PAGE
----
Last week I mentioned how to improve our democracy a hemisphere parliamentary chamber, along with a Separation of Power, would be an important ingredient.
Today in the papers, through the release of government papers, I read that the Lib Dem leader Paddy Ashdown wanted to redesign the Commons chamber into a hemisphere as symbol of his party's joint reform agenda with New Labour. He was keen to expand cooperation between the two parties - dubbed 'The Project' - following Blair's 1997 election win.
He wrote to the PM explaining his belief that reshaping the chamber, as a hemisphere, would recognise the new culture of 'consultation, pluralism and debate' which he hoped to inaugurate.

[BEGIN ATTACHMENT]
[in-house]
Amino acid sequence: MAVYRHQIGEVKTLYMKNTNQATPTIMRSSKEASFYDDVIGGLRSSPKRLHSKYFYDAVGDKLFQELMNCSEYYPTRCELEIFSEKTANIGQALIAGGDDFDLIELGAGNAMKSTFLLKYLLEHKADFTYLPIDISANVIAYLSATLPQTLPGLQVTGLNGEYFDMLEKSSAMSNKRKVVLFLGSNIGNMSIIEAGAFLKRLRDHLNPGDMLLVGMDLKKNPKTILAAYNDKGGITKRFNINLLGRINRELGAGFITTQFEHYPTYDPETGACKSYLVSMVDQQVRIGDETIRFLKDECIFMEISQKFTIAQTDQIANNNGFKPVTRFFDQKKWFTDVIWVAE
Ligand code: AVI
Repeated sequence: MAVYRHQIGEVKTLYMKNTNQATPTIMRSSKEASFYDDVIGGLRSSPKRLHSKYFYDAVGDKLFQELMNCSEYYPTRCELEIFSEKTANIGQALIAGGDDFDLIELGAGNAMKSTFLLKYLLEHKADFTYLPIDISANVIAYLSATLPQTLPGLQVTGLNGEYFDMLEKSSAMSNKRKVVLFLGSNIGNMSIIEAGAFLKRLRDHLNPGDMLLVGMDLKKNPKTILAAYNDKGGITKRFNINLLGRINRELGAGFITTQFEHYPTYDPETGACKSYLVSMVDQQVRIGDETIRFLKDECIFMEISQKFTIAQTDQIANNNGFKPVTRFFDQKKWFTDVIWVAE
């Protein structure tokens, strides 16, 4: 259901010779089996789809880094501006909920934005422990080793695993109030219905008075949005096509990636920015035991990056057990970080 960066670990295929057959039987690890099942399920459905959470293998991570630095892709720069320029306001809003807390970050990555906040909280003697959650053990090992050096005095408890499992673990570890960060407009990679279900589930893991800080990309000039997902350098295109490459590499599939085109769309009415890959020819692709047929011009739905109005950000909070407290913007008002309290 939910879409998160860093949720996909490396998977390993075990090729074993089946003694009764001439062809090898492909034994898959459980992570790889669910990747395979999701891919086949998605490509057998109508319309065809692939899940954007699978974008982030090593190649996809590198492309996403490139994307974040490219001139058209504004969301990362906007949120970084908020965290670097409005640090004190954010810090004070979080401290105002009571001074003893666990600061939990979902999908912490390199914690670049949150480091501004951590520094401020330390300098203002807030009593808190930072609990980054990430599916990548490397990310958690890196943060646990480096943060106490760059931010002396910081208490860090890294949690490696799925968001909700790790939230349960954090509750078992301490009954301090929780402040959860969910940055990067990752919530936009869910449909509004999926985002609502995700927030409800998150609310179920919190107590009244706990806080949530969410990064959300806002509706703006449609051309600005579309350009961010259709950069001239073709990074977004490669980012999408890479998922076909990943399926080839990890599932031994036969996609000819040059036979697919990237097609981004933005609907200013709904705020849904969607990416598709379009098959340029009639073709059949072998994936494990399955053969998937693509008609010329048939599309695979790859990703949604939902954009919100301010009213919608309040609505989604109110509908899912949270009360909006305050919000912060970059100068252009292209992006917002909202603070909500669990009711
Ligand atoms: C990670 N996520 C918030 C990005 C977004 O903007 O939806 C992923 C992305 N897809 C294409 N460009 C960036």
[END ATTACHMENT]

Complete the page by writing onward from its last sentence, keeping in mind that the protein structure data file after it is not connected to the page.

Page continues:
Not surprisingly it met with little enthusiasm in No 10. Jonathan Powell wrote to Blair; ' I can't believe he has proposed a hemispherical Commons. Are you sure you want to go ahead with this project?'
We of course now know the answer to that question.
In and around the whole question of our third demand 'A Separation of Power' it is really important to grasp the constitutional role of an MP, which is to make and scrutinize laws, and realise the role they currently perform, of glorified constituency social worker, is not what they are paid to do.
Much if not all current MP's constituencey work load should be carried out by enhanced local politicians (our second demand - Real Local Government) leaving MPs to concentrate on national issues and holding the executive to account.
Having a hemisphere shaped chamber would be a clear sign that our democracy was open to real reform.